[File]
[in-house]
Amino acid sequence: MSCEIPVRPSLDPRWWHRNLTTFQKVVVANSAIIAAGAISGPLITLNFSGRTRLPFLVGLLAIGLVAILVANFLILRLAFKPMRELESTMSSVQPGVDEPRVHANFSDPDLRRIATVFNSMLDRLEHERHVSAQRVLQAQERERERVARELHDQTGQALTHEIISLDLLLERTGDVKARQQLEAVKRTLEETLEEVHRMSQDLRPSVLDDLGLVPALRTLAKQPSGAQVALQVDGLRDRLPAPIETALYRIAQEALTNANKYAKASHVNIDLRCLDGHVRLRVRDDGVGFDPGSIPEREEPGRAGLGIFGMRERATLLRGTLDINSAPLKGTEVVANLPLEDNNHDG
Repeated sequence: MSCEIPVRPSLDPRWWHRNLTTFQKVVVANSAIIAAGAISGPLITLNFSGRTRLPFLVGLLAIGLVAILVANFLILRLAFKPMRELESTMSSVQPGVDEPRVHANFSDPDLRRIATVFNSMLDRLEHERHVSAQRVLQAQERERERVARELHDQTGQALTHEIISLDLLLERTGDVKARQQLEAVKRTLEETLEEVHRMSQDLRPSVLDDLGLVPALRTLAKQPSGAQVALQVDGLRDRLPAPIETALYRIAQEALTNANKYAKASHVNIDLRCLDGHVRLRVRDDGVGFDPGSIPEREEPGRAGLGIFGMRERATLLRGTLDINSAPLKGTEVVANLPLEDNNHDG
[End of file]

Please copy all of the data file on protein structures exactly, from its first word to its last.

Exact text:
[in-house]
Amino acid sequence: MSCEIPVRPSLDPRWWHRNLTTFQKVVVANSAIIAAGAISGPLITLNFSGRTRLPFLVGLLAIGLVAILVANFLILRLAFKPMRELESTMSSVQPGVDEPRVHANFSDPDLRRIATVFNSMLDRLEHERHVSAQRVLQAQERERERVARELHDQTGQALTHEIISLDLLLERTGDVKARQQLEAVKRTLEETLEEVHRMSQDLRPSVLDDLGLVPALRTLAKQPSGAQVALQVDGLRDRLPAPIETALYRIAQEALTNANKYAKASHVNIDLRCLDGHVRLRVRDDGVGFDPGSIPEREEPGRAGLGIFGMRERATLLRGTLDINSAPLKGTEVVANLPLEDNNHDG
Repeated sequence: MSCEIPVRPSLDPRWWHRNLTTFQKVVVANSAIIAAGAISGPLITLNFSGRTRLPFLVGLLAIGLVAILVANFLILRLAFKPMRELESTMSSVQPGVDEPRVHANFSDPDLRRIATVFNSMLDRLEHERHVSAQRVLQAQERERERVARELHDQTGQALTHEIISLDLLLERTGDVKARQQLEAVKRTLEETLEEVHRMSQDLRPSVLDDLGLVPALRTLAKQPSGAQVALQVDGLRDRLPAPIETALYRIAQEALTNANKYAKASHVNIDLRCLDGHVRLRVRDDGVGFDPGSIPEREEPGRAGLGIFGMRERATLLRGTLDINSAPLKGTEVVANLPLEDNNHDG